Few things trump getting a youngster involved in the sport of archery. Not only are you passing on a time-honored tradition, but you’re passing on something that has likely, in many ways, shaped who you are as a person. Seeing that fire ignite in another — watching them grow in their newfound discipline — provides a level of enjoyment that is hard to match. The key is making sure their experience is a positive one. Overlook a few basic things, and that once excited little shooter may put down the bow forever.
Proper Fit & Feel
The welt on his arm was growing. He was flinching at the shot and having a difficult time getting the bow to full draw. The bow was a hand-me-down from his father. It was old and had limited adjustment capabilities. His father was encouraging him, but you could see the joy fading from his eyes. He didn’t want to send another arrow down that indoor lane.
It’s paramount you get the youth you’re mentoring into a bow that will work for them. The good news: you don’t have to drop a ton of coin to do this. I highly recommend visiting a quality pro shop and letting a trained professional guide you through this process. I realize some of you may have to swallow your pride to do this. I did. I do my own bow work and test and tinker with lots of different bows each and every year. I’d have no trouble setting draw length, adjusting poundage, twisting cables, and the list goes on. With that noted, I quickly discovered it was best for me to be just a dad in the bow-find process. My son wanted the experience he’d seen me have many times over. He wanted to walk into a pro shop. He wanted a pro shop employee to measure his draw length and help him find a bow that was perfect for him.
When you go the pro shop route, you can just be dad, mom, or friend. It’s awesome to watch a youngster test a few different bows — have their draw-length measured and discover a poundage that will work for them — while you relax and smile.
Find a bow that fits them and that they shoot well out of the gate and you’ll have a happy archer. Take a bow that doesn’t fit them and try and make them fit the bow, and you’ll see a youngster toss in the white towel.
The same holds true for arrows and accessories. While many youth bows come outfitted with a litany of accessories, you may need to find a sight, rest, stabilizer, and quiver that works with their setup. Arrows also can’t be overlooked. I can’t tell you how many youth archers I’ve seen at tournaments shooting 300 spined arrows out of a 35-pound draw-weight rig that are way too long. A youngster will never get the type of accuracy they are capable of if you don’t match an arrow’s spine to the weight they’re pulling.
The Right Release
Release manufacturers don’t make a single release, right? Instead, they make multiple models and offer index-finger, thumb, tension and hinge-style options. There’s a reason for this. One archer may shoot a single-caliper index-finger well while another will surely struggle with the release. It’s important to let your new shooter experience multiple release types and styles. I’ve seen lots of shooters — both young and old — shoot a release with a nylon strap attached to the head of the release very well. Give that same shooter the exact same release with a rigid bar attached to the head and they struggle. Why? Simple. It's all about the "feel". Archery is a very gear-specific sport and finding a release that provides confidence is very important.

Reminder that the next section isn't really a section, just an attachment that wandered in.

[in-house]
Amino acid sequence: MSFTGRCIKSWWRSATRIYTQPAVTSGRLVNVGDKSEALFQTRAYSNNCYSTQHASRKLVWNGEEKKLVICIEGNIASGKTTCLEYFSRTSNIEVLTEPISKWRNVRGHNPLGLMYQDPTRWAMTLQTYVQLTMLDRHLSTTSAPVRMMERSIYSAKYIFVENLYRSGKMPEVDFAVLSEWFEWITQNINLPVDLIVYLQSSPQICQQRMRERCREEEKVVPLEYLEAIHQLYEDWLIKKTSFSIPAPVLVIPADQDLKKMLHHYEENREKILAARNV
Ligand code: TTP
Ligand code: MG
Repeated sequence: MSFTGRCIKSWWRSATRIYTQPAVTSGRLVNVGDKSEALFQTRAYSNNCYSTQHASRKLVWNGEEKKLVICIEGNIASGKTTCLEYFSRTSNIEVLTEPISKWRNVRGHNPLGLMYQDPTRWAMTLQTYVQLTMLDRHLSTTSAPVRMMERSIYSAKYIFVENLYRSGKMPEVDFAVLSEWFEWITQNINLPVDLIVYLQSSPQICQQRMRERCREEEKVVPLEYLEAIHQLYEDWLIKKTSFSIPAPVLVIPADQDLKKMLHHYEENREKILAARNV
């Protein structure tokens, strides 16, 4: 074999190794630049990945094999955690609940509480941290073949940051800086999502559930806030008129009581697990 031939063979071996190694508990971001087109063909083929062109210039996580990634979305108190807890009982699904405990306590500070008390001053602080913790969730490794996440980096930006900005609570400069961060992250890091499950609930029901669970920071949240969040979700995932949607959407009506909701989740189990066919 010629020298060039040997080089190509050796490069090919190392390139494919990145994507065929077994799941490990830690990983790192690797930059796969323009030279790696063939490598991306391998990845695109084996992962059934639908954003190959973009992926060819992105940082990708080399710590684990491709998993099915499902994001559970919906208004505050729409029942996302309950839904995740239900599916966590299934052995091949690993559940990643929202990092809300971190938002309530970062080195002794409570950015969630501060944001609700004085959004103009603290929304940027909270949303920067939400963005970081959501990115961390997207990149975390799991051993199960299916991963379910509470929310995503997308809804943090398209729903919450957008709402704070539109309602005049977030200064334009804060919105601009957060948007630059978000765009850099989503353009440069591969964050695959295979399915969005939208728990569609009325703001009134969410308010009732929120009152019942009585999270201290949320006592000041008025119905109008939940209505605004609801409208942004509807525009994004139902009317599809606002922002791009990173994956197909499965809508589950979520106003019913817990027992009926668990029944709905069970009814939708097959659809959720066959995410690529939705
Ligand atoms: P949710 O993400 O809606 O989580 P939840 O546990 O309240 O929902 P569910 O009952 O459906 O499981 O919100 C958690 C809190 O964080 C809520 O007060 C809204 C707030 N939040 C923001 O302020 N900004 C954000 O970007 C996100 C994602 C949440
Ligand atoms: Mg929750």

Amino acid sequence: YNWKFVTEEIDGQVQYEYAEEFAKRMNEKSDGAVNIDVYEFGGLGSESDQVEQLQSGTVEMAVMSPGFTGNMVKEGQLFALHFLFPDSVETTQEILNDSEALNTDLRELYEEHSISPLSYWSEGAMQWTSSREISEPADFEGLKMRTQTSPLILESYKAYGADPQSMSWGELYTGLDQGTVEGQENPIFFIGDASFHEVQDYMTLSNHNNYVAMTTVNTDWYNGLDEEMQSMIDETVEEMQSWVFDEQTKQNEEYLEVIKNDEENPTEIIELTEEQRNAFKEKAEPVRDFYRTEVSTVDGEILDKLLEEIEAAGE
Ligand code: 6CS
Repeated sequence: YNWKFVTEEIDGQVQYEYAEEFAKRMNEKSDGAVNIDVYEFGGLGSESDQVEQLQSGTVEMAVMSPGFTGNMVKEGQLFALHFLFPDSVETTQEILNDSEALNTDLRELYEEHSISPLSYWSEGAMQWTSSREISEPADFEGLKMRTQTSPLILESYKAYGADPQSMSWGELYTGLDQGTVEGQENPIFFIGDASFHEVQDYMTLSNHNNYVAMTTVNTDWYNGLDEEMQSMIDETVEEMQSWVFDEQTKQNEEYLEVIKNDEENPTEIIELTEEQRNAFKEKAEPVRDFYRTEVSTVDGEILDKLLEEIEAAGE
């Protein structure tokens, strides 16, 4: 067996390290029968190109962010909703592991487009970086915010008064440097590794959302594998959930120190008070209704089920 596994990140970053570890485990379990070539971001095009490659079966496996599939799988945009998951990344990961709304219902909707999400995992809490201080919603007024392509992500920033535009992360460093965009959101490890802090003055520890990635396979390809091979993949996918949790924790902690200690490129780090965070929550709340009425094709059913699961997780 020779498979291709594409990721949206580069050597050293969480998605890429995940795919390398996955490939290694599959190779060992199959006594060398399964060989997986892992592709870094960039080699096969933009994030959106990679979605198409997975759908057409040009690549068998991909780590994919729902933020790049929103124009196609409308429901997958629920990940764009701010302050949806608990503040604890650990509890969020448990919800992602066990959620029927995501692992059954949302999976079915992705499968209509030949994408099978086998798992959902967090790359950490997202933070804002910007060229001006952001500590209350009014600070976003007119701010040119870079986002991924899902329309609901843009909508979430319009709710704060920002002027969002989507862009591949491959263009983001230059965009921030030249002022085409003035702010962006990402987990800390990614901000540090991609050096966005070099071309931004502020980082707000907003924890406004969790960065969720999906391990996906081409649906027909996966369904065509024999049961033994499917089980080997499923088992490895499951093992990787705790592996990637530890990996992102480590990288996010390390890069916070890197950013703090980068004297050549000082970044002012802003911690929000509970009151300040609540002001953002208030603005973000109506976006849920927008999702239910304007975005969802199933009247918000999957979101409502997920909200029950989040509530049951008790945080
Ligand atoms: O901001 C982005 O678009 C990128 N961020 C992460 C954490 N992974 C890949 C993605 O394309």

I taught elementary school for nine years. Currently, I coach high-school football as well as numerous youth summer sports. Teaching my oldest son, Hunter, to shoot his bow was a nightmare. Why? I really didn’t know how to teach him. I knew what I expected him to do, but simply couldn’t verbalize it well. I got frustrated. He got frustrated. The bow got put in the garage. Great move, dad!
I learned to shoot my bow via the school of hard knocks. I never spent time with an archery coach until last year. Wow! What a difference it made. I’m not telling you to shell out lots of greenbacks on a coach, but I would recommend a few lessons or possibly enrolling your young shooter in a class. If that’s not an option, think outside the box. When things went south with my son, I reached out to a good friend. This friend is an accomplished 3D archer and a successful bowhunter. He came over to the house multiple times and got Hunter going. It was great. I could just be a supportive dad, and let my friend do the coaching.
I see too many young archers trying to shoot too far too soon. This is a problem, and if you can, nip it in the bud from the get-go. Yes, there is a time and place for long-distance practice, but the first week, month, and even year isn’t that time for a new shooter. Archery is a close-range sport, and young shooters need to experience success and be able to track their progress. Be sure the archer you’re mentoring is spending lots of time at 20, 30, and 40 yards. For some shooters, especially if they are very young, the focus should be on shots at 10, 15, and 20 yards. Trying to back up in distance too fast will lead to target panic and poor shooting habits.
Let ‘Em Hunt
I know gagger bucks and bulls get the “likes” on Instagram. I know you’d love for your new-to-bowhunting youngster to send carbon through the lungs of a bruiser with heavy horns atop its head. It’s possible, but it shouldn’t be the goal. Young bowhunters need to have success. They need to have the green light to drop the hammer on does, cows, spikes, and fork-horns. Few things boost confidence like shooting game, and the more game they shoot, the more proficient they will become. Young shooters have plenty of time to kill big critters. When they first start out, though, and until they’re ready to start seeking out more mature animals, let them shoot what they want.